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Natural Solutions for Menopausal Night Sweats

Night sweats and hot flushes can accompany other symptoms of the menopause, including mood swings, severe headaches, vaginal dryness, reduced sex drive, recurring urinary tract infections (UTIs) and even heart palpitations.

Night sweats: A debilitating symptom of menopause

Breaking out in a sweat in the middle of the night may not sound quite as debilitating as recurrent headaches or noticeable changes to your heartbeat. But as disturbed sleep can impact mood, overall wellbeing and mental health, menopausal night sweats can be an extremely distressing and uncomfortable symptom of the menopause.

It’s only natural to feel embarrassed if you wake up after a night sweat with drenched pyjamas and bedsheets, and it can be horrible to feel as though you’ve disturbed your partner too. Both of your moods can then be affected the following day, and if you’re experiencing regular menopausal night sweats, this could begin to put strain on your relationship.

Adopting a calming routine is one way to reduce your likelihood of night sweats during the menopause, and knowing that you’re not alone could help to put your mind at ease.

Where do menopausal night sweats come from?

The majority of menopausal women experience hot flushes, and these can manifest as night sweats. Hot flushes are triggered by an area of the brain known as the hypothalamus, which acts a little like your body’s own thermostat.

As your oestrogen levels decline during the menopause, the hypothalamus becomes more sensitive, which is why hot flushes and night sweats are more likely. When your internal thermostat thinks you’re starting to get hot, it sends signals to the blood vessels lying beneath the surface of your skin to release that extra heat in the form of sweat – hence hot flushes and uncomfortable night sweats.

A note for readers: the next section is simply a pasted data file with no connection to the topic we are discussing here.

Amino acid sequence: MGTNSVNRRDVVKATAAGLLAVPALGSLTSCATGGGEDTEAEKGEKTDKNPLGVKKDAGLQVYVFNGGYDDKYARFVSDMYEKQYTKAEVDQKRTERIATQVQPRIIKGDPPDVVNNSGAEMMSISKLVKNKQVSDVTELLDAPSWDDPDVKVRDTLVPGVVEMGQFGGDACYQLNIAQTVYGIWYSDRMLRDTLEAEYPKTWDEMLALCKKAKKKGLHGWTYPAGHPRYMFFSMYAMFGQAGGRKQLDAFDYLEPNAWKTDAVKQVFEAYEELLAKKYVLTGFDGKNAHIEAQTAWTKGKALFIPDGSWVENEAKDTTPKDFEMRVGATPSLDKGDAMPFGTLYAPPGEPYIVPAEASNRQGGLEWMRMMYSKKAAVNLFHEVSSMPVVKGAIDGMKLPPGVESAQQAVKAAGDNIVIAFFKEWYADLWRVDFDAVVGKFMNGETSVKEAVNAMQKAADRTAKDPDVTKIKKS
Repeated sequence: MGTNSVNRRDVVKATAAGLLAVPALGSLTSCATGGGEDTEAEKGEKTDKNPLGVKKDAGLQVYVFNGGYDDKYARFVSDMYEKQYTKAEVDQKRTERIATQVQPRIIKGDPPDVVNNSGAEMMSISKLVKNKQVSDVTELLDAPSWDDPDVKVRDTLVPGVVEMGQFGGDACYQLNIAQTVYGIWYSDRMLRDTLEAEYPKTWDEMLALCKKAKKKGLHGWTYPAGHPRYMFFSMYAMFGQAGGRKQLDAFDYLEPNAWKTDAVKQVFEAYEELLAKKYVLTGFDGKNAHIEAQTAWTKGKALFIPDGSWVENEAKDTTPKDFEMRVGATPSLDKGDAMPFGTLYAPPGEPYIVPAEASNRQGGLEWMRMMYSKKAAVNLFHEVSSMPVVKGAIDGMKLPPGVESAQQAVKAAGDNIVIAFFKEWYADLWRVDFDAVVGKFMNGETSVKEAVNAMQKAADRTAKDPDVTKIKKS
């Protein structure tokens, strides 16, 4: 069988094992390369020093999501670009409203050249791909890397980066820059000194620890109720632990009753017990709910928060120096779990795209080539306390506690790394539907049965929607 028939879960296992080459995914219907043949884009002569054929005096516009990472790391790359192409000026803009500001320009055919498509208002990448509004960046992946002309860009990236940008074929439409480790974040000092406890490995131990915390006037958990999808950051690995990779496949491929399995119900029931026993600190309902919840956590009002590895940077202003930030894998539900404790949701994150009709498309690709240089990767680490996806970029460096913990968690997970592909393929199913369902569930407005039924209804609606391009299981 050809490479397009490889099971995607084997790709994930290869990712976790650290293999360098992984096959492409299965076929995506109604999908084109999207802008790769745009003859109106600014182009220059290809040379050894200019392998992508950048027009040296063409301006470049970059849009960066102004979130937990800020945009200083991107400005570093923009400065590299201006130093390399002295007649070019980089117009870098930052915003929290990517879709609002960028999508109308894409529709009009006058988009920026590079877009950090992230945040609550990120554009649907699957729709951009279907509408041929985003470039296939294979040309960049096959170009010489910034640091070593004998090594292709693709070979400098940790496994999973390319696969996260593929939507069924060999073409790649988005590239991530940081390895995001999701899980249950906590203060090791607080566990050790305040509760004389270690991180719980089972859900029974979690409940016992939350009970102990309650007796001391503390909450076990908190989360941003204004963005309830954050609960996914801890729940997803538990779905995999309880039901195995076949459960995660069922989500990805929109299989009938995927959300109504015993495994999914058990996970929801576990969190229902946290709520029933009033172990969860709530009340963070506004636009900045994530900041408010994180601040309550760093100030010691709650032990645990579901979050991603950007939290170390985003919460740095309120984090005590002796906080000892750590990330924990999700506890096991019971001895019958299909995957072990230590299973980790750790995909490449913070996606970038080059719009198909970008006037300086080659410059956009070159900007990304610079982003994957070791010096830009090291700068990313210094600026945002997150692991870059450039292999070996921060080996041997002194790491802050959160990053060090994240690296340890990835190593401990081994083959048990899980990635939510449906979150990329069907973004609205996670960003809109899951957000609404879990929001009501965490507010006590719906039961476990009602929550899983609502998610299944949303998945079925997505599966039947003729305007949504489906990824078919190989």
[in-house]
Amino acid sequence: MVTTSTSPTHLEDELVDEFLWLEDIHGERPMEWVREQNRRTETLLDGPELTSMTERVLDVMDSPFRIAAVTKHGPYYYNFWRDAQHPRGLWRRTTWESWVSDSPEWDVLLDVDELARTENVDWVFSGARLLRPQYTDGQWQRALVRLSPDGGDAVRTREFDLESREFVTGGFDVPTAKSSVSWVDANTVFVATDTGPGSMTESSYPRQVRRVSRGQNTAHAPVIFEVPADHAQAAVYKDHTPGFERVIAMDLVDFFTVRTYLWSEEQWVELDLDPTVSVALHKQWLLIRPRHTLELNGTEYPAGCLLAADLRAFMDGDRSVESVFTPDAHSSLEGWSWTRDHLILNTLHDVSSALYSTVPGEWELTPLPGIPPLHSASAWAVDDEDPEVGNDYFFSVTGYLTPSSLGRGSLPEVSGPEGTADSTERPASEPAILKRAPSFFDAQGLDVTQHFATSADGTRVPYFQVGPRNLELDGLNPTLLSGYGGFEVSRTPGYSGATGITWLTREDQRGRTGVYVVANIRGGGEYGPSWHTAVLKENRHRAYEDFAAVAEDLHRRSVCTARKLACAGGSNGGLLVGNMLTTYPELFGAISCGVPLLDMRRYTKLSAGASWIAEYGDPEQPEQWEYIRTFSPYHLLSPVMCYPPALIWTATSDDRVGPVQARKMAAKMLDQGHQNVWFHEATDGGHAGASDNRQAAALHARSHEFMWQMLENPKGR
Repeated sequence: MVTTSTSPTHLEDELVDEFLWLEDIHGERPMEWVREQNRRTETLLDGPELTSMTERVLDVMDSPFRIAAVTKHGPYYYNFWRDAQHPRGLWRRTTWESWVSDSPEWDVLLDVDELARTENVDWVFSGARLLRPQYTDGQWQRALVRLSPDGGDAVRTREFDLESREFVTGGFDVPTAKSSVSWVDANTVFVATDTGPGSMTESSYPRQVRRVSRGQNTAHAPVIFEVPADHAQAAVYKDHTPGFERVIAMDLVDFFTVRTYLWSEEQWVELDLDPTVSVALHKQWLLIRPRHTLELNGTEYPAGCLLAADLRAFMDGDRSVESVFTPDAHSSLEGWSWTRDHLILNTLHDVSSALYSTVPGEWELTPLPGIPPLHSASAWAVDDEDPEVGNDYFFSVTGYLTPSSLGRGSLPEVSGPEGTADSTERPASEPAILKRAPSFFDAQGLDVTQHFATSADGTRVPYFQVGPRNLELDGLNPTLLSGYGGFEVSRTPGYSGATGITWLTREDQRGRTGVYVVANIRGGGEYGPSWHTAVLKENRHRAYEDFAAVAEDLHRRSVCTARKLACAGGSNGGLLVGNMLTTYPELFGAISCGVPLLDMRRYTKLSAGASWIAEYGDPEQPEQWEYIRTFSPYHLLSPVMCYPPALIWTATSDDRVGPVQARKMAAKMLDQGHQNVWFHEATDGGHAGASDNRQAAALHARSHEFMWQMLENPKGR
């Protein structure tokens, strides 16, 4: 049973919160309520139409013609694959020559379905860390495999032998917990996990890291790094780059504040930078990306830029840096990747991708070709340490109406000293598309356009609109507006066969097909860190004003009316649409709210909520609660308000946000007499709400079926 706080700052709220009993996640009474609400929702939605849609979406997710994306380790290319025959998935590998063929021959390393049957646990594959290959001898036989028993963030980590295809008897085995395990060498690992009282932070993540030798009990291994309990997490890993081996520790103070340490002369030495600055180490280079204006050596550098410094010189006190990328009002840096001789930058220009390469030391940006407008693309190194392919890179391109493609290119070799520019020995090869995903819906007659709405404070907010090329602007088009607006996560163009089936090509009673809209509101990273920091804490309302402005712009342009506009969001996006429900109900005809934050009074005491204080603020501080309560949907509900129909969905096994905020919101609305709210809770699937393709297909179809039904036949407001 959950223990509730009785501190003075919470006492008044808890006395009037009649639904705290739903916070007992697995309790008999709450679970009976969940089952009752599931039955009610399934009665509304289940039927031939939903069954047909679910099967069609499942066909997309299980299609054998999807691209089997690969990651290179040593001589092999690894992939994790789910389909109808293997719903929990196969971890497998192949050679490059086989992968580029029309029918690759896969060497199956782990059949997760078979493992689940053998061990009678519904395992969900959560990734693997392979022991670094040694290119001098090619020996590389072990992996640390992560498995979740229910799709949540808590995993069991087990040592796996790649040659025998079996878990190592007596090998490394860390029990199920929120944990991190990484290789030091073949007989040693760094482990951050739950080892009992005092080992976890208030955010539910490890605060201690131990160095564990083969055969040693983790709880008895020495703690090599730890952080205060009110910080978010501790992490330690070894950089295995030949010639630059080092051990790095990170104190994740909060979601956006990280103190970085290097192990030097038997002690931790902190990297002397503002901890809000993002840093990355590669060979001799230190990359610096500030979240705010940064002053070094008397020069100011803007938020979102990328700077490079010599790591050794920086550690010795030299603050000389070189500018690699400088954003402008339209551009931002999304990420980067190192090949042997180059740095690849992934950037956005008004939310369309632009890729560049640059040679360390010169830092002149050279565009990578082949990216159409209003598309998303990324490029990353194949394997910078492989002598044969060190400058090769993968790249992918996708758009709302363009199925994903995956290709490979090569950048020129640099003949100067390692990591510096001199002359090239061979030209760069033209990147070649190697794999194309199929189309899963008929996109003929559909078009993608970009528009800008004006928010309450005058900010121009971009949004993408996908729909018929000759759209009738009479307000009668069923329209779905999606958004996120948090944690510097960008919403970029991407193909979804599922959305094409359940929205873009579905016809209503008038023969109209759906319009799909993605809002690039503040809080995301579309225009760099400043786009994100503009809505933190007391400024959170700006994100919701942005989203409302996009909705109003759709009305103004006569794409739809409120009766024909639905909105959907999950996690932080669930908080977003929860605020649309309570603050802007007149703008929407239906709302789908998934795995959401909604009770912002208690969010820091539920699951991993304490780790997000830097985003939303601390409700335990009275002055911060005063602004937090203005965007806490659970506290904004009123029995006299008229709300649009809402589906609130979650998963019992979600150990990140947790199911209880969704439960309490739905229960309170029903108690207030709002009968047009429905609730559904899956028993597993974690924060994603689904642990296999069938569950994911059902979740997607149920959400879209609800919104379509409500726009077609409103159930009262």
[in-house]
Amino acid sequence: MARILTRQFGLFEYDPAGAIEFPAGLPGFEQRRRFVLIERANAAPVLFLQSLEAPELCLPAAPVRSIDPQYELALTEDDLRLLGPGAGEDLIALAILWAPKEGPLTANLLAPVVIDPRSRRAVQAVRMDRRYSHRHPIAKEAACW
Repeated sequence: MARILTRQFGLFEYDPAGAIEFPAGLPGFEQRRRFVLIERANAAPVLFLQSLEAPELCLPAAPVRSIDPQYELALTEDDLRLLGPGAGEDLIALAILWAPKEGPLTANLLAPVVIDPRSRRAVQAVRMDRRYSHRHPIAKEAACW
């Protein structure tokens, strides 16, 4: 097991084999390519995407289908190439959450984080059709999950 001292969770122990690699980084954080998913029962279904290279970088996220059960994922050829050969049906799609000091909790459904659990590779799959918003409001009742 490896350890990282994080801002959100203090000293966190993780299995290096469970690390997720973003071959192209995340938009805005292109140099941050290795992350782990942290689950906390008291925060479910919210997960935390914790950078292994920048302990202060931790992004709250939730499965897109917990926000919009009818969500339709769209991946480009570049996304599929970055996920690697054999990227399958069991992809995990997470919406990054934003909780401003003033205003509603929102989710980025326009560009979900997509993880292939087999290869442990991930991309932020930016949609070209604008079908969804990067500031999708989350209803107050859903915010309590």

Don’t let your hypothalamus control you as you go through the menopause - you can take steps to reduce your risk of distressing night sweats.

How can I avoid menopausal night sweats?

  • Cut down on spicy food - Hot ingredients like chillies and black pepper naturally contain compounds that can trigger the blood vessels to release heat, so we’d suggest going for curries on the milder end of the scale and holding back on the pepper until your symptoms have passed.
  • Avoid caffeine, alcohol and smoking - Hot, caffeinated drinks could also set your internal thermostat off, as could alcohol, so think about switching up your usual evening beverages to drinks that are decaffeinated and non-alcoholic. Both active and passive smoking could also cause your hypothalamus to overreact, so avoid this to try to get your night sweats under control.
  • Think about what you’re wearing to bed - Go for light nightwear that isn’t restrictive so you’re less likely to trigger your hypothalamus into overreacting. If you’re worried that feeling too cold when you first get in bed will stop you from nodding off, wear a few layers that you can take off as you need to.
  • Avoid stress with a calming bedtime routine - Stress can also leave you feeling hot, so try to adopt calming habits before bed. Have a warm (but decaffeinated) drink, indulge in a relaxing bath, or simply switch off from screens and spend time reading instead.
  • Make sure your bedroom is well-ventilated - Open the window or invest in a fan to keep your room as cool and airy as possible.
  • Try to maintain a healthy weight - Women who are overweight may be more likely to suffer from night sweats, so following a healthy lifestyle with a balanced diet and regular exercise could also help to keep your menopausal night sweats in check.
  • Consider taking a menopause supplement - Research carried out by the British Menopause Society found that 95% of women are interested in taking menopause supplements.

If you want to find out more about natural menopause supplements, you can discover the Femarelle® range here.